By Steve Weinstein
By Bryan Bierman
By Lindsey Rhoades
By Chaz Kangas
By Ben Westhoff and Sarah Purkrabek
By Jena Ardell
By Jesse Sendejas Jr.
By Katherine Turman
Not that such scrutiny is in any sort of vogue at the moment in Jamaica it took a decade, and every case is different anyway. Nor is it surprising that after generations of struggle most South Africans would just as soon not encounter it in a popular music that has always made lifting spirits its first priority. I very much doubt Mbuli's enemies, such as they are, fear his art per se. Yet oddly, or perhaps not, he's unique among South African popular musicians of his stature in his refusal to let up on the scrutiny.
Right, Mbuli swore he was no longer the same but a born troublemaker usually remains one. And right, SA pop is in postcolonial ferment but SA pop is pop indeed. The roots styles Earthworks and others showcase have always been rather longer on guts than the likes of Brenda Fassie, Mango Groove, and the generic reggae superstar Lucky Dube, and for many reasons most prominently the market for escape and the strictures of apartheid radio political content has been rare. Kwaito prizes street smarts and the usual hip hop posturing and speaks to a youth for whom antiapartheid politicization already seems like history. So when Mbuli spells out "G for Joy/U for Youth/N for Knowledge/S for Psychology" or ponders the "Freedom Puzzle" ("To the bosses and farmers the meaning is different/To the rich and poor the meaning is different/ . . . To Coca-Cola and Pepsi Cola the meaning is different") or praises "the only continent in the world shaped like a question mark," he's performing useful work no matter how bigheaded he may be. And if he beats this rap, I like to think that he'll emerge revitalized, even lionized that the South Africans who care so much more about him than any theoretical "world music" audience will listen even harder and care even more.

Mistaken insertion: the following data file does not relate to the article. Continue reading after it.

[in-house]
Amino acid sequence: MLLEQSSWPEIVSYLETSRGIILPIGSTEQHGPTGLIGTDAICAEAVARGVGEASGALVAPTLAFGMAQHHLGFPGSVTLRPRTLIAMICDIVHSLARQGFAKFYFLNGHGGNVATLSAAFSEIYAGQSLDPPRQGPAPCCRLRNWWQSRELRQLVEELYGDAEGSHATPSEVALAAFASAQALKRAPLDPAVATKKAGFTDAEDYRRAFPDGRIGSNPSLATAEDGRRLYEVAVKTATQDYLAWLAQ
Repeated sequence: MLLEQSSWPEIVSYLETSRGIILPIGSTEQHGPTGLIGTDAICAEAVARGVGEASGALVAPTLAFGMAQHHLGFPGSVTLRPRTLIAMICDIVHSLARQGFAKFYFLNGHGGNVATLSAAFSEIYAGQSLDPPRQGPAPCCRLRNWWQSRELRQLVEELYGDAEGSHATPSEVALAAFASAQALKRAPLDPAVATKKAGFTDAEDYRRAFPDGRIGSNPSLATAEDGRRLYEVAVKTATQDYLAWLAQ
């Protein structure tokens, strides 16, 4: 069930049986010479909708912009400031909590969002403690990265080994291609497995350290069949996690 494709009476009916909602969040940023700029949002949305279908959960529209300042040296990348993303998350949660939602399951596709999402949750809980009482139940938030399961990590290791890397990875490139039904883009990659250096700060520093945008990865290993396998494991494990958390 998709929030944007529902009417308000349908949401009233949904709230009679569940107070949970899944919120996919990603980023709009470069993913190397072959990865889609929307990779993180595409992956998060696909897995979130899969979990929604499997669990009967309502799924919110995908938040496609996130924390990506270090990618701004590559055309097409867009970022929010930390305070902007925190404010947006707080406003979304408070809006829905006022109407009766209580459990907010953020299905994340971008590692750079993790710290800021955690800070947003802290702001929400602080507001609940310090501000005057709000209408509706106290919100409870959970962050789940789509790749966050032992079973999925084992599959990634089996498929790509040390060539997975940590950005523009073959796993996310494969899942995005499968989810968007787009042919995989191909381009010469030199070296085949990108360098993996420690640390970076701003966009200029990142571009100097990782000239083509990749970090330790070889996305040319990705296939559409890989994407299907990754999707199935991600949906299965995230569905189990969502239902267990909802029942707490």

I also like to think that nobody will try to murder him again.
The head of Mbuli's support campaign is Gill Lloyd, Artsadmin in London,Toynbee Studios, 28 Commercial Street, London E16LS, 44-171-247-5102, 44-171-247-5103 fax. A U.S.-based letter-writing campaign has beenorganized by Dorothy Flynn, P.O. Box 390058, Cambridge MA 02139, 781-440-9248, firstname.lastname@example.org. A best-of including what Herman describes as three new "prison" tracks will be released by South African EMI to coincide with the trial. It will be available, like all of Mbuli's albums, from Stern's, 71 Warren Street, NYC 10007.